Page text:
No numbers yet on refugees US-bound:Dutton
- Author: Joanne Flowers Apr 09, 2017,
Apr 09, 2017, 21:42
Malcolm Turnbull has backed Papua New Guinea's plan to shut the Manus Island refugee centre, but offered no solution on where the residents would go.
But Turnbull dodged questions about exactly where the government planned to send the men if the United States did not accept them all under a deal struck by the Obama administration.
Should the asylum seekers not accepted by the U.S. be resettled in Australia? .
Turnbull's trip to Papua New Guinea comes a day after he met with Baron Waqa, the president of Nauru, and thanked him for hosting Australia's second detention centre in the Pacific.
PM Turnbull avoided questions on the fate of the refugees while at a press conference with Papua New Guinea's Prime Minister Peter O'Neill in Port Moresby on Saturday.
The immigration department last month confirmed that Australia is not in negotiations with any other third countries. "We'll take this process one step at a time".
Mr Dutton said he expected the Manus Island detention centre to close before the end of October after a court decision past year.
Speaking to Sky News, Mr Dutton said the government had been clear about the future of legitimate refugees from the start.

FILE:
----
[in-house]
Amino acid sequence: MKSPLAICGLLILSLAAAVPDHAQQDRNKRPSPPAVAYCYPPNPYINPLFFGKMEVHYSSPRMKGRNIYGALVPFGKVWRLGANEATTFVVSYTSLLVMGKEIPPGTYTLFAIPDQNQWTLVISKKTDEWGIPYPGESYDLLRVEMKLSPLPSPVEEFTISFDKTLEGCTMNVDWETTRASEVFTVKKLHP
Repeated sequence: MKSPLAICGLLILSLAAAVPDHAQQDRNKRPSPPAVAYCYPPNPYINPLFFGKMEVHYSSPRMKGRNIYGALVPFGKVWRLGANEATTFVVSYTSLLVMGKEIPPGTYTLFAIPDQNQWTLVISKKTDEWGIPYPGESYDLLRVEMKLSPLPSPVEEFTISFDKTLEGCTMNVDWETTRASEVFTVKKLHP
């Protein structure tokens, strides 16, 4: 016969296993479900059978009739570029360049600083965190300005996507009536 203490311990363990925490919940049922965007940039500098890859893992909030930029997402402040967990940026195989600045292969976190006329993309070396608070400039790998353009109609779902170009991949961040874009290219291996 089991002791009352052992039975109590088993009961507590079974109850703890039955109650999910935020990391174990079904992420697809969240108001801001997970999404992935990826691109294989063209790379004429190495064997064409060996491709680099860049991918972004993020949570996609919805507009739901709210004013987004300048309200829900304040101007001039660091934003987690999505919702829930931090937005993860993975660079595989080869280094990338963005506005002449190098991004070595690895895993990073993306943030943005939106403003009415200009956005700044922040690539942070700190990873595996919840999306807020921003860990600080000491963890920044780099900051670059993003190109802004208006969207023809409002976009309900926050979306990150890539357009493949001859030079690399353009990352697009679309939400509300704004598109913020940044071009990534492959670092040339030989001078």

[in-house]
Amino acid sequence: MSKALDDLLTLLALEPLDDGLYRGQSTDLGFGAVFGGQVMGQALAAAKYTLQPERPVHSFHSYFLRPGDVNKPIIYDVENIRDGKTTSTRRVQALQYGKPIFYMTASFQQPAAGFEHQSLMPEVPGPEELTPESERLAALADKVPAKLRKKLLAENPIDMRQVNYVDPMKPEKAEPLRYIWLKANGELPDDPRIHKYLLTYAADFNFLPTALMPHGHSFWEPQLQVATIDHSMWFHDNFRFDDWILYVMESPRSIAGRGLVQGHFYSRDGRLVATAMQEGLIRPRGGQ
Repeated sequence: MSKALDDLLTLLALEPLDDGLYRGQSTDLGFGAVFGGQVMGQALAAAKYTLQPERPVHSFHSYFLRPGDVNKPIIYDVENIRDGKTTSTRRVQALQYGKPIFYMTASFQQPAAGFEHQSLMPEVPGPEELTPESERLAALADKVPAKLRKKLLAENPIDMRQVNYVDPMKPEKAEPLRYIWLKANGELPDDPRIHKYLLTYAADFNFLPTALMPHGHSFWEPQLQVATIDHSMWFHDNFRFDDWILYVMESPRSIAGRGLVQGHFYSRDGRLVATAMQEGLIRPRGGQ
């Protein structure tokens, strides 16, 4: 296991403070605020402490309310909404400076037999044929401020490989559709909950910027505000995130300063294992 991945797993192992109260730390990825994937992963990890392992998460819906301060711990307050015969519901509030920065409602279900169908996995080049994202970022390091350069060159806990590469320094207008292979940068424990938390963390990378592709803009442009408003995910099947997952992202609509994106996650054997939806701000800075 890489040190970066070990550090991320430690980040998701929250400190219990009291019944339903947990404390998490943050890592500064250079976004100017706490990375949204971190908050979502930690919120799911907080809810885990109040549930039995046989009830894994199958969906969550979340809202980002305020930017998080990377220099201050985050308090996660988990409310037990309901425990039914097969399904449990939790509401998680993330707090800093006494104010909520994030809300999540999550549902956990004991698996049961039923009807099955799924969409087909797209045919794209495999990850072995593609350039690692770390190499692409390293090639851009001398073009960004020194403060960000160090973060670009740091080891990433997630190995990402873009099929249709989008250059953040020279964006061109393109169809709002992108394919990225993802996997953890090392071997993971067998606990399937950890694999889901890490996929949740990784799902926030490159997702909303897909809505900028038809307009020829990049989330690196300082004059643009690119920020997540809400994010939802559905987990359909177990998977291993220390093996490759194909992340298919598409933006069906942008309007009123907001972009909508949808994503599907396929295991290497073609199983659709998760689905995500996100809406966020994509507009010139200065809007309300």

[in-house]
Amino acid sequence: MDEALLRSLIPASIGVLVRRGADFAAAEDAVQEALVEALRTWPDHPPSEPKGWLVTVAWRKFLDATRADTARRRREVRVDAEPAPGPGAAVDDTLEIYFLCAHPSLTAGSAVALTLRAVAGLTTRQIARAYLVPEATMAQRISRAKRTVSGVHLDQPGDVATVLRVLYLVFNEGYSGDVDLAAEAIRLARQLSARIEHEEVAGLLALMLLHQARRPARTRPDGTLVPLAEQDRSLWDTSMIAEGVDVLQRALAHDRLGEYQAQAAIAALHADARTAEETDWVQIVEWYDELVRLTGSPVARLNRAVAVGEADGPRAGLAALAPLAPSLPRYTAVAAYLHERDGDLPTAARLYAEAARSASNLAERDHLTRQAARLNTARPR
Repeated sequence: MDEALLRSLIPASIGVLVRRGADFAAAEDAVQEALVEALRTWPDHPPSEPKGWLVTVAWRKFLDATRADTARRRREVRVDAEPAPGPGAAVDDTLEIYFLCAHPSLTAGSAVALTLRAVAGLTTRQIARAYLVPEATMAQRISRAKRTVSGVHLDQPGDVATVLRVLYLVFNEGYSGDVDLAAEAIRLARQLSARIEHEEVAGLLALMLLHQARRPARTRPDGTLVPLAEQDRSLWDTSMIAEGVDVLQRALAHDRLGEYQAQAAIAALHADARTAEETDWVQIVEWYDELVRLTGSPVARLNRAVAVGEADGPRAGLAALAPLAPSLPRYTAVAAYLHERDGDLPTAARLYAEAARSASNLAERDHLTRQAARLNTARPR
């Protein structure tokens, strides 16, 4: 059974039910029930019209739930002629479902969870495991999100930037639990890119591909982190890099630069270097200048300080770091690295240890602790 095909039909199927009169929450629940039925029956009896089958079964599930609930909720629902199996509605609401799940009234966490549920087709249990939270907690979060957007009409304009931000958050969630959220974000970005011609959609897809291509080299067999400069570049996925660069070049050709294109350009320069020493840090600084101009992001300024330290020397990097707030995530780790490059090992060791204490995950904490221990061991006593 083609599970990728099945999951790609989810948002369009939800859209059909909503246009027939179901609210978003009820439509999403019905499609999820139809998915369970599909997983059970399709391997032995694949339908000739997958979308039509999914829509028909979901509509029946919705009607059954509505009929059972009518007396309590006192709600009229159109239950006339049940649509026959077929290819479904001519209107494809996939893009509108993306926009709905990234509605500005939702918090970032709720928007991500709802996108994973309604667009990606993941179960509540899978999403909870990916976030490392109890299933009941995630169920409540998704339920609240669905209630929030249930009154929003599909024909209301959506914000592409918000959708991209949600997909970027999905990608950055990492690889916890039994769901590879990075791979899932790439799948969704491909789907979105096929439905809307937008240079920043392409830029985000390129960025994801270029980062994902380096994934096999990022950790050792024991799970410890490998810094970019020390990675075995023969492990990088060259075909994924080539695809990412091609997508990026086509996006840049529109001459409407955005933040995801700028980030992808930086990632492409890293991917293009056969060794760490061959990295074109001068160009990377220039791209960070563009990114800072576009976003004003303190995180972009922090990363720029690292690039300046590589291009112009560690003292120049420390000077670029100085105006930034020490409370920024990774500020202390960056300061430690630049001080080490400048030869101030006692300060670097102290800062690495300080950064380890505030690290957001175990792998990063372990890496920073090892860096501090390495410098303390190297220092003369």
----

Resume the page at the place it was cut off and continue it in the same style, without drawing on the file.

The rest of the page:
The push to move the more than 800 refugees on Manus has sped up with the camp due to close down after a PNG Supreme Court ruling past year declared that holding people there was unconstitutional and illegal. The decision sent Australian officials scrambling to find a place to resettle the detainees.
Mr Turnbull would also not be drawn, saying the process with the U.S. was still underway.
"It's clearly worked in a number of cases and the Prime Minister and I talked about that earlier", Mr Turnbull said, inviting Mr O'Neill to expand.
"They're staying in PNG that's the arrangement as it now stands". There are few details on what that would entail. Of these, about 15 have agreed to resettle in PNG. The vast majority have expressed concerns about a lack of job opportunities in the impoverished country, as well as safety fears.
"We cannot force people into a resettlement exercise if they are not willing to accept our offer", Mr O'Neill said. "But if a third country is willing to accept their resettlement, we are quite happy to participate".
Asked whether those on Manus who are not accepted by the U.S. could be resettled instead on Nauru, Turnbull said only, "We'll take this process one step at a time".
After leaving Papua New Guinea, Turnbull will travel to India where he will seek to advance trade between the two countries.